Darcy Michael performs with Victoria comic Shel Suzuki at the Victoria Pride Society’s first Comedy at Pride show June 30.

Comedy comes out

Darcy Michael and Shel Suzuki perform at the first Comedy at Pride show June 30

Sometimes it pays to have a nagging spouse.

Just ask Darcy Michael, who gives all the credit for his comedy career to his husband Jeremy.

“When we got married I gave this off-the-cuff speech and my husband Jer he just kept nagging at me to try it.”

Comedy was a natural progression for Michael. “I was always an ass, I guess,” he says.

He went to Argyle Secondary School in North Vancouver and found a theatre program and inspirational teacher who motivated him. “He was just one of those teachers who stays with you. He provided an environment where you felt safe and secure but also pushed your artistic boundaries.”

Nominated for a Canadian Comedy Award in 2010 for his appearance at the Winnipeg Comedy Festival, Michael’s career took off with his 2012 comedy special One Skinny Bitch. In 2014, he was a finalist in Sirius XM Canada’s Top Comic competition and received a second Canadian Comedy Award nomination as Best Breakout Artist. Last year, he was cast as a main character in CTV’s Spun Out with Dave Foley.

“We just finished filming the second season in December but it’s been suspended indefinitely,” says Michael.

On Jan. 26, his co-star J. P. Manoux was arrested on a voyeurism charge, the network put the show on hiatus indefinitely and pulled it from all CTV platforms, including online and on-demand.

Now Michael is back home in Ladner catching up with housework. “I’m cleaning up cat litter – the glamour never ends,” he quips.

His teenage daughter Grace just got a job at an aquarium and brought home some fish, he says. “I just spent half a day keeping the cats away from the fish. One, we call him Five Buck Chuck because he only cost $5, but I paid $180 for accessories – I’m pretty sure he’s gay.”

Grace is a gem, he adds. “She just got a boyfriend, so naturally I’m terrified every time I leave the house. I don’t want to be a grandfather before I’m 36 – but I’d never have to write a joke again.”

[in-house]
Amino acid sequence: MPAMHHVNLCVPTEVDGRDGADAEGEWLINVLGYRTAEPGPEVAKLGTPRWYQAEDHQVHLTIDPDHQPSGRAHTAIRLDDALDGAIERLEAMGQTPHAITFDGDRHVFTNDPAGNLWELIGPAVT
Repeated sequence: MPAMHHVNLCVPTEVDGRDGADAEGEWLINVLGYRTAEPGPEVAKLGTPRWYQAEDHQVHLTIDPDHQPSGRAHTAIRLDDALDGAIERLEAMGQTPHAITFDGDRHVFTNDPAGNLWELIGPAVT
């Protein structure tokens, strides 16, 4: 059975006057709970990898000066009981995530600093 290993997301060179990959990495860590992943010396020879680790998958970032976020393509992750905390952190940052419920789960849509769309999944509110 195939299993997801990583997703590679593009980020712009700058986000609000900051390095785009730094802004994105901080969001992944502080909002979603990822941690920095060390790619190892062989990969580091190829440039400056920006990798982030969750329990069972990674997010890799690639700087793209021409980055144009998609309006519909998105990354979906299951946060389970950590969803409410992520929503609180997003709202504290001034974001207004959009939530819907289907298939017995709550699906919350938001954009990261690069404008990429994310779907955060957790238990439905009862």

He’s enjoying being home for a change as the comedy circuit keeps him on the road much of the time. “In July it’s my 10th anniversary and I still think ‘what the fuck am I doing?’ It’s a stupid existence, I get paid to talk about my feelings which is very easy for me.”

After “10 years of slinging gay jokes” he says acceptance is rarely an issue. “In high school, seriously, I was so fucking naive to what was going on around me. … I never questioned deeply who I was, I would just go with the flow. I was lucky. I had a super hot boyfriend, cool friends.”

Michael usually “outs” himself during his routine. “I love to come out about halfway through my set and challenge everyone’s original thoughts on me. You can watch it change for some people. One lady, the second I came out she was done. Just done. I feel bad that people will let ignorance get in the way of having a good time.”

In September he embarks on an  across the US college tour. “I love our country. America scares the shit out of me. … I’ve worked hard in Canada, I love the people I’ve worked with, that I’d love to keep working with. Schitt’s Creek, have you seen it? Shows like that are rejuvenating Canadian TV, it’s done by the same people who did Spun Out. Some day I hope someone’s dumb enough to hire me so I can singlehandedly be responsible for the downfall of Canadian TV,” he says with a laugh.

 

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